Interactive Investor

Identity of Countdown's Rachel Riley is stolen by HSBC - but all is not as it seems

26th November 2018 14:48

Stephen Little from interactive investor


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Social media users were shocked to learn at the weekend that Countdown’s Rachel Riley gets all the answers fed to her through an earpiece after the presenter posted a tell-all confessional video.

In the clip, posted on Instagram and Twitter, Ms Riley admits that she isn’t very good at maths and gets all the answers through an earpiece.

  • Beware the new scam where fraudsters call to say there is an arrest warrant in your name - from a genuine HMRC number

Rachel says: “I’m Rachel Riley and I need to confess something. I’m bad at maths. I get fed the answers in my earpiece.”

Things aren't always as they seem online. As proven by our fake @RachelRileyRR video. Watch out for the real fraudsters and be sure before you click...

— HSBC UK (@HSBC_UK) November 26, 2018

However, all is not what it appears to be.

It is all part of a campaign drummed up by HSBC to help draw attention to the dangers of digital fraud in the run up to Christmas.

The bank has used video manipulation technology and a vocal impressionist to put new words into Rachel’s mouth, highlighting just how sophisticated scammers have become.

Fraudsters are getting more and more sophisticated. Just ask @RachelRileyRR. #CyberMonday

— HSBC UK (@HSBC_UK) November 25, 2018

Tracie Pearce, HSBC’s head of retail banking, says: “Digital fraudsters are unfortunately likely to pull out new tricks and traps in the run up to Christmas.”

She adds: “Fraudulent techniques are becoming even more advanced, making it harder for consumers to know if someone really is who they say they are online. We want to make sure our campaign is the only thing that catches you out this season.”

  • Why you need to protect yourself from cyber crime

How to protect yourself from cyber crime

Set up a strong, separate password

Your first line of defence against cyber crime is to have a strong password.

The key to having a strong password is to have one you can remember easily but somebody else won’t be able to guess. The best way to do this is to start by using three random words because length gives complexity.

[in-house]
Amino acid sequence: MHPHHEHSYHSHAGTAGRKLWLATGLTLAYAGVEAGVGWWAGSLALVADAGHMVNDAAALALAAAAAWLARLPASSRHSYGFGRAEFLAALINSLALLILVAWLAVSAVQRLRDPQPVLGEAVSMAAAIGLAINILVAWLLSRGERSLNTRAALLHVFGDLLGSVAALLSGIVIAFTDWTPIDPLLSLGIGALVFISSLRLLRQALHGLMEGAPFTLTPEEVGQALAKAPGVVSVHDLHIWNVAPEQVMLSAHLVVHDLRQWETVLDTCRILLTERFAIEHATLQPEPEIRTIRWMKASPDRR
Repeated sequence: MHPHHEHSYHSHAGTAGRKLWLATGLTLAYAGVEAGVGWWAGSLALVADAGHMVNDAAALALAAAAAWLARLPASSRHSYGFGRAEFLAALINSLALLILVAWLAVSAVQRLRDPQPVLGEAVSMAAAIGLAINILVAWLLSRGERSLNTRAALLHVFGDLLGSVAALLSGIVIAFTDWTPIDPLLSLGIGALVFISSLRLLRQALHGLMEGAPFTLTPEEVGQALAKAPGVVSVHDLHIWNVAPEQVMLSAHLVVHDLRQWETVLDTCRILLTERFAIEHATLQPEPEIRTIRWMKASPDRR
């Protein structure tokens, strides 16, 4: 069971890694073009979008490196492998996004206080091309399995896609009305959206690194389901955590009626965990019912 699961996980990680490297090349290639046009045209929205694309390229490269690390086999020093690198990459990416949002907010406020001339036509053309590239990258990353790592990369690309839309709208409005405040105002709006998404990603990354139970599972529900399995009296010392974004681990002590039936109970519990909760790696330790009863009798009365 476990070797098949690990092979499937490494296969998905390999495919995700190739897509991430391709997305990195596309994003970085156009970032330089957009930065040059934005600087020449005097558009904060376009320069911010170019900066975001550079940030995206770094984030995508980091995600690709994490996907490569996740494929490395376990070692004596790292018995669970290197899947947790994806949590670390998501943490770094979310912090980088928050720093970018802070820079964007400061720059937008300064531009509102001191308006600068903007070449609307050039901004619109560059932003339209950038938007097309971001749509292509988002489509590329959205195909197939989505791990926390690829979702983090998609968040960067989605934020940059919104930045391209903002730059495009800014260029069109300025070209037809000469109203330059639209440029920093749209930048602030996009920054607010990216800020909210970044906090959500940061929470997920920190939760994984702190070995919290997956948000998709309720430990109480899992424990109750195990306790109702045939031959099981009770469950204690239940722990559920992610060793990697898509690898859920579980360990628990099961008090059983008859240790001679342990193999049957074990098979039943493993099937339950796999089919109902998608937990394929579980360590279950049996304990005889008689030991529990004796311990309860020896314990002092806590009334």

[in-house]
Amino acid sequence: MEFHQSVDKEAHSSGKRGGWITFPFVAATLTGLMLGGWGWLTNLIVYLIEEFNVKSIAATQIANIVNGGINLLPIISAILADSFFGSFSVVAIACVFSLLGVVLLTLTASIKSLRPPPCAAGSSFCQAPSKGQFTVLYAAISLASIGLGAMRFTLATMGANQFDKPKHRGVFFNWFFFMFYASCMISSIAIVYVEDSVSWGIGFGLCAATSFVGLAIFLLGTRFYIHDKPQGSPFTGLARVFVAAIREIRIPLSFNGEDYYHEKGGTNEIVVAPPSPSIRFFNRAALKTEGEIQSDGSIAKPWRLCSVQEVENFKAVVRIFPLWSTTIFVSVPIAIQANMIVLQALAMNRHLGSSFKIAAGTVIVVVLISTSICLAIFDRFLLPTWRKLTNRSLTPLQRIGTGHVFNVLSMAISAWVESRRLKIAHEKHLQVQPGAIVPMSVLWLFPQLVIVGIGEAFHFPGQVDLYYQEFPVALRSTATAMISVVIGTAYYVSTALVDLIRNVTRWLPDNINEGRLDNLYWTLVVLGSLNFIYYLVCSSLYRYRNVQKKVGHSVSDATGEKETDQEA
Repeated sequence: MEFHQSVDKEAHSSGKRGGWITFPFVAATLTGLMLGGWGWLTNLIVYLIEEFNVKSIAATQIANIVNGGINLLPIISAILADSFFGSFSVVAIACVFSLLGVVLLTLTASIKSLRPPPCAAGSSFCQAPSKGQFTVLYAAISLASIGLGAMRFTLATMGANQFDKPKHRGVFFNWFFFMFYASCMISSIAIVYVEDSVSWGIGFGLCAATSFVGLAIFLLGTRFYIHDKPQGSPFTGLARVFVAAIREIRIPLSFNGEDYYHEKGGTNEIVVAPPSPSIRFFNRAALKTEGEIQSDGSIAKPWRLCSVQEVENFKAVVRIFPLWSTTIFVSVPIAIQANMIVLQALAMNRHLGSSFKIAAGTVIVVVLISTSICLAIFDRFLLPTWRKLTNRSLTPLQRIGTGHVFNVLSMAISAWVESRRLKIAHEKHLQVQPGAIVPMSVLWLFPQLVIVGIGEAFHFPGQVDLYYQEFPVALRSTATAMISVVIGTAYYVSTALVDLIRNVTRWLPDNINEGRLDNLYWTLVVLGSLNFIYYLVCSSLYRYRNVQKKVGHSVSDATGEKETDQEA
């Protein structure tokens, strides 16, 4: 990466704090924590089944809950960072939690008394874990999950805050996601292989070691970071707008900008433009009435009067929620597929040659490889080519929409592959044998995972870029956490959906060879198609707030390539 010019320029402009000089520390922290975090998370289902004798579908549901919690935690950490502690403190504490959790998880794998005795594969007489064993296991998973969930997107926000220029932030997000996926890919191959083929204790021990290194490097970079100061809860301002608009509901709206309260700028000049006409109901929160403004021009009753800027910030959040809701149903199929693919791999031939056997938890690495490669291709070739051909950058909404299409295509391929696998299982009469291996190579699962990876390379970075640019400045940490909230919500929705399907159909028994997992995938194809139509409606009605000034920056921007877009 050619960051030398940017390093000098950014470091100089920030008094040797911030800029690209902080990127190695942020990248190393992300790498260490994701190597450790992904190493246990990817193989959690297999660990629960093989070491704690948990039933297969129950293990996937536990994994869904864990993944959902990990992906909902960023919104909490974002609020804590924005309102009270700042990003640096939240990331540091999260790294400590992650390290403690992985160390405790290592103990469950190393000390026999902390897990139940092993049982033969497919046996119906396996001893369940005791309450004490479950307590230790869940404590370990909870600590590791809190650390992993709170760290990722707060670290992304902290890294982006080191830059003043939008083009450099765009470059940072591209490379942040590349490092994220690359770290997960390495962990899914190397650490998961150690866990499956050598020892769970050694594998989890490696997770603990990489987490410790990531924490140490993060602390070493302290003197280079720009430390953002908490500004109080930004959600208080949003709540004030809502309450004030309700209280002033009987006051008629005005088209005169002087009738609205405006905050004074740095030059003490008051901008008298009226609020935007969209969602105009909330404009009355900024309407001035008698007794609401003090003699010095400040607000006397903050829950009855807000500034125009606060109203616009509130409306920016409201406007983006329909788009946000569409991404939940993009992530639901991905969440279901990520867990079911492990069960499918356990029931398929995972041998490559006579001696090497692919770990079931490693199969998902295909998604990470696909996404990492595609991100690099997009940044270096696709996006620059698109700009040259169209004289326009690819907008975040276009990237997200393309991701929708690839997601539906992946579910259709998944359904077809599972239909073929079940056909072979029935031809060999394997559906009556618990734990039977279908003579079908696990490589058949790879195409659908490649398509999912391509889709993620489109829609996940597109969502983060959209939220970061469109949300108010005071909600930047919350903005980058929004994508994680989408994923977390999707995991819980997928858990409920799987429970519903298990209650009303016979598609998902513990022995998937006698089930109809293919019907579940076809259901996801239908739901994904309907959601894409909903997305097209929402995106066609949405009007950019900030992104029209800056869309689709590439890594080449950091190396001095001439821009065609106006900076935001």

The strongest passwords also contain a mixture of capital and lower-case letters, numbers and symbols – so you can simply supplement these within your three random words, so long as the substitutions aren’t easy to guess. For extra security, make sure you use a separate password for all your different accounts. For more information, see How to create a password to give you peace of mind.

Install the latest software and app updates

Cyber criminals use weaknesses in software and apps to steal data. Software and app updates are designed to fix these weaknesses and installing them will keep your system secure.

It may sometimes be frustrating as it can take time, but always make sure you update your system. Setting your system to update automatically as soon as an update is released is recommended.

It is also a good idea to install anti-virus software on your laptop and any other personal devices and then keep it up-to-date.

Don’t click suspicious links

A lot of people are caught out by fraudsters without even realising it after clicking on malicious links or downloading an attachment.

Always be careful of opening a link in an email or text message and make sure you don’t ever enter your online banking details afterwards.

It is also sensible to make sure you don’t share your passcodes, PIN or online banking password with another person, not even bank staff.

Also, never download software or let anyone log on to your computer devices remotely during or after a cold call. 

Only download apps from reputable app stores

There are stringent tests that apps have to pass in order to appear on reputable app stores, particularly related to security.

If an app is only available through less legitimate means, then chances are it is nowhere near as secure and should be avoided.


Never pay by bank transfer if you don’t know the seller and always use a credit card, debit card or PayPal – or a payment option that gives some protection against fraud.

  • The most common cyber scams and how to protect yourself

You can confirm the website connection is genuine by looking for a padlock in the address bar before entering personal and payment details. While the padlock does not guarantee the site is genuine, the connection will be secure.

This article was originally published in our sister magazine Moneywise, which ceased publication in August 2020.

These articles are provided for information purposes only. Occasionally, an opinion about whether to buy or sell a specific investment may be provided by third parties. The content is not intended to be a personal recommendation to buy or sell any financial instrument or product, or to adopt any investment strategy as it is not provided based on an assessment of your investing knowledge and experience, your financial situation or your investment objectives. The value of your investments, and the income derived from them, may go down as well as up. You may not get back all the money that you invest. The investments referred to in this article may not be suitable for all investors, and if in doubt, an investor should seek advice from a qualified investment adviser.

Full performance can be found on the company or index summary page on the interactive investor website. Simply click on the company's or index name highlighted in the article.

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